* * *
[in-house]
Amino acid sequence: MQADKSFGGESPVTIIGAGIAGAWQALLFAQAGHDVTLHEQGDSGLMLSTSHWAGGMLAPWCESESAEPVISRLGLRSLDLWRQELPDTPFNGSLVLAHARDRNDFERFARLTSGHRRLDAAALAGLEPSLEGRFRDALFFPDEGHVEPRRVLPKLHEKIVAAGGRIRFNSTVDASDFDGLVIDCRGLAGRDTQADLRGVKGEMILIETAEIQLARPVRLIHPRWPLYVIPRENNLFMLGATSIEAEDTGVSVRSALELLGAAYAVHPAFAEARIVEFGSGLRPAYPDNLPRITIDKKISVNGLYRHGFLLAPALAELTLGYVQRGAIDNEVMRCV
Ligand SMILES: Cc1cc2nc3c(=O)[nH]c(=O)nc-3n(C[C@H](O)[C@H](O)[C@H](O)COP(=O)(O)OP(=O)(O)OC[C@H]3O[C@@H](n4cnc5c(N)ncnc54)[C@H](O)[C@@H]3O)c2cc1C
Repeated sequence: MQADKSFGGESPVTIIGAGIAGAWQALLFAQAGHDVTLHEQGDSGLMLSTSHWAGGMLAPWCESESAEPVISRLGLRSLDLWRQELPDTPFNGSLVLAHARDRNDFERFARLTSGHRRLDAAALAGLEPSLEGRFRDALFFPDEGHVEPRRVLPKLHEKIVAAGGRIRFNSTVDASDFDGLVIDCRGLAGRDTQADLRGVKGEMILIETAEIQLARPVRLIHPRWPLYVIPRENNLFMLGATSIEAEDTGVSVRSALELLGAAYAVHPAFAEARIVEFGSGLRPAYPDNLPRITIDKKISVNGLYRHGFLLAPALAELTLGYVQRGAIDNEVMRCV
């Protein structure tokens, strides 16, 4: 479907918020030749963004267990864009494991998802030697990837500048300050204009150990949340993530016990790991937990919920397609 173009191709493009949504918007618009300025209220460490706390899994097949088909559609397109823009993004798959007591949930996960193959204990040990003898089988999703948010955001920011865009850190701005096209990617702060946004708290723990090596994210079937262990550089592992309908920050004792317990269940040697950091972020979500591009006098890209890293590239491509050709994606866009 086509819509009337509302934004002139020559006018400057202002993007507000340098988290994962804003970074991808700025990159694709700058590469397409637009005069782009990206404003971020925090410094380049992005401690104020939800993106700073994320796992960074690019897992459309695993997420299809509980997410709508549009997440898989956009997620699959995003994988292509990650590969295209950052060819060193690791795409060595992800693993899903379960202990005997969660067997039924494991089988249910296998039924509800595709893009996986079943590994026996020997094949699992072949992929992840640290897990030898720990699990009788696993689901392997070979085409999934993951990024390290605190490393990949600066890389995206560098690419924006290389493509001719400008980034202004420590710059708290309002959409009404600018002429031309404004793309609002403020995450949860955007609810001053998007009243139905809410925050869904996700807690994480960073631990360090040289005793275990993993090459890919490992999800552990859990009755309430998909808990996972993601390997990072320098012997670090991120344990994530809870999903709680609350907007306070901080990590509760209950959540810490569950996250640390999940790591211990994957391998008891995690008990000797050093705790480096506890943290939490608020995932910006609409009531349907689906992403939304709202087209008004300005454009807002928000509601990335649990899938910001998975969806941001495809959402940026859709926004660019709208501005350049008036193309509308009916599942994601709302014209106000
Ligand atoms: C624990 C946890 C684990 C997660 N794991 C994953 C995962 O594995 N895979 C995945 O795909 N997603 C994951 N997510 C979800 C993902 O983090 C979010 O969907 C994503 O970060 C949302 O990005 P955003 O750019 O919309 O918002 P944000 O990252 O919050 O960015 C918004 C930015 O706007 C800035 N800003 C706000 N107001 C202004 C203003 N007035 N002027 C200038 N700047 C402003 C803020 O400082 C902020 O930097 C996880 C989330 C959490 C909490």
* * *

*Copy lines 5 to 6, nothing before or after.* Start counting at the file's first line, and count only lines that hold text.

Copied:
């Protein structure tokens, strides 16, 4: 479907918020030749963004267990864009494991998802030697990837500048300050204009150990949340993530016990790991937990919920397609 173009191709493009949504918007618009300025209220460490706390899994097949088909559609397109823009993004798959007591949930996960193959204990040990003898089988999703948010955001920011865009850190701005096209990617702060946004708290723990090596994210079937262990550089592992309908920050004792317990269940040697950091972020979500591009006098890209890293590239491509050709994606866009 086509819509009337509302934004002139020559006018400057202002993007507000340098988290994962804003970074991808700025990159694709700058590469397409637009005069782009990206404003971020925090410094380049992005401690104020939800993106700073994320796992960074690019897992459309695993997420299809509980997410709508549009997440898989956009997620699959995003994988292509990650590969295209950052060819060193690791795409060595992800693993899903379960202990005997969660067997039924494991089988249910296998039924509800595709893009996986079943590994026996020997094949699992072949992929992840640290897990030898720990699990009788696993689901392997070979085409999934993951990024390290605190490393990949600066890389995206560098690419924006290389493509001719400008980034202004420590710059708290309002959409009404600018002429031309404004793309609002403020995450949860955007609810001053998007009243139905809410925050869904996700807690994480960073631990360090040289005793275990993993090459890919490992999800552990859990009755309430998909808990996972993601390997990072320098012997670090991120344990994530809870999903709680609350907007306070901080990590509760209950959540810490569950996250640390999940790591211990994957391998008891995690008990000797050093705790480096506890943290939490608020995932910006609409009531349907689906992403939304709202087209008004300005454009807002928000509601990335649990899938910001998975969806941001495809959402940026859709926004660019709208501005350049008036193309509308009916599942994601709302014209106000
Ligand atoms: C624990 C946890 C684990 C997660 N794991 C994953 C995962 O594995 N895979 C995945 O795909 N997603 C994951 N997510 C979800 C993902 O983090 C979010 O969907 C994503 O970060 C949302 O990005 P955003 O750019 O919309 O918002 P944000 O990252 O919050 O960015 C918004 C930015 O706007 C800035 N800003 C706000 N107001 C202004 C203003 N007035 N002027 C200038 N700047 C402003 C803020 O400082 C902020 O930097 C996880 C989330 C959490 C909490």